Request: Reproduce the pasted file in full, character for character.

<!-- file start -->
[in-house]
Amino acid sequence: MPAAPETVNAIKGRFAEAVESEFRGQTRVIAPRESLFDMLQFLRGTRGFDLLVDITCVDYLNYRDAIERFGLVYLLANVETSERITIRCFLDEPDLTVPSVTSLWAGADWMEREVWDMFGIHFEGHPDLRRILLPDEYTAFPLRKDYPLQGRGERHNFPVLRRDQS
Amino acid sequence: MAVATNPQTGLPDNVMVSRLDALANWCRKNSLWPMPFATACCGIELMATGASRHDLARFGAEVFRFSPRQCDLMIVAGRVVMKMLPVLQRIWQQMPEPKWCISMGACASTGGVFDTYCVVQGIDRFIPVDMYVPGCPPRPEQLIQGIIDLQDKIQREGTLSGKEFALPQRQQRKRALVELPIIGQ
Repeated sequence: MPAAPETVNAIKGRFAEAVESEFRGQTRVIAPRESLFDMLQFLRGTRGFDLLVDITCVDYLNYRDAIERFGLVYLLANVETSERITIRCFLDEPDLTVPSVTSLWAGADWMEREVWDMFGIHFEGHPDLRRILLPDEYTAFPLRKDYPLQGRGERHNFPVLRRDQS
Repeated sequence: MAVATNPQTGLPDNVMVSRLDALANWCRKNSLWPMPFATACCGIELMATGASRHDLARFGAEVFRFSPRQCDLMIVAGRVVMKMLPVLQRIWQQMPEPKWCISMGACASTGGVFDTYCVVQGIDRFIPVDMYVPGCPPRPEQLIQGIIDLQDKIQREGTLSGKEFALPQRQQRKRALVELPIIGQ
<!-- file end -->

[in-house]
Amino acid sequence: MPAAPETVNAIKGRFAEAVESEFRGQTRVIAPRESLFDMLQFLRGTRGFDLLVDITCVDYLNYRDAIERFGLVYLLANVETSERITIRCFLDEPDLTVPSVTSLWAGADWMEREVWDMFGIHFEGHPDLRRILLPDEYTAFPLRKDYPLQGRGERHNFPVLRRDQS
Amino acid sequence: MAVATNPQTGLPDNVMVSRLDALANWCRKNSLWPMPFATACCGIELMATGASRHDLARFGAEVFRFSPRQCDLMIVAGRVVMKMLPVLQRIWQQMPEPKWCISMGACASTGGVFDTYCVVQGIDRFIPVDMYVPGCPPRPEQLIQGIIDLQDKIQREGTLSGKEFALPQRQQRKRALVELPIIGQ
Repeated sequence: MPAAPETVNAIKGRFAEAVESEFRGQTRVIAPRESLFDMLQFLRGTRGFDLLVDITCVDYLNYRDAIERFGLVYLLANVETSERITIRCFLDEPDLTVPSVTSLWAGADWMEREVWDMFGIHFEGHPDLRRILLPDEYTAFPLRKDYPLQGRGERHNFPVLRRDQS
Repeated sequence: MAVATNPQTGLPDNVMVSRLDALANWCRKNSLWPMPFATACCGIELMATGASRHDLARFGAEVFRFSPRQCDLMIVAGRVVMKMLPVLQRIWQQMPEPKWCISMGACASTGGVFDTYCVVQGIDRFIPVDMYVPGCPPRPEQLIQGIIDLQDKIQREGTLSGKEFALPQRQQRKRALVELPIIGQ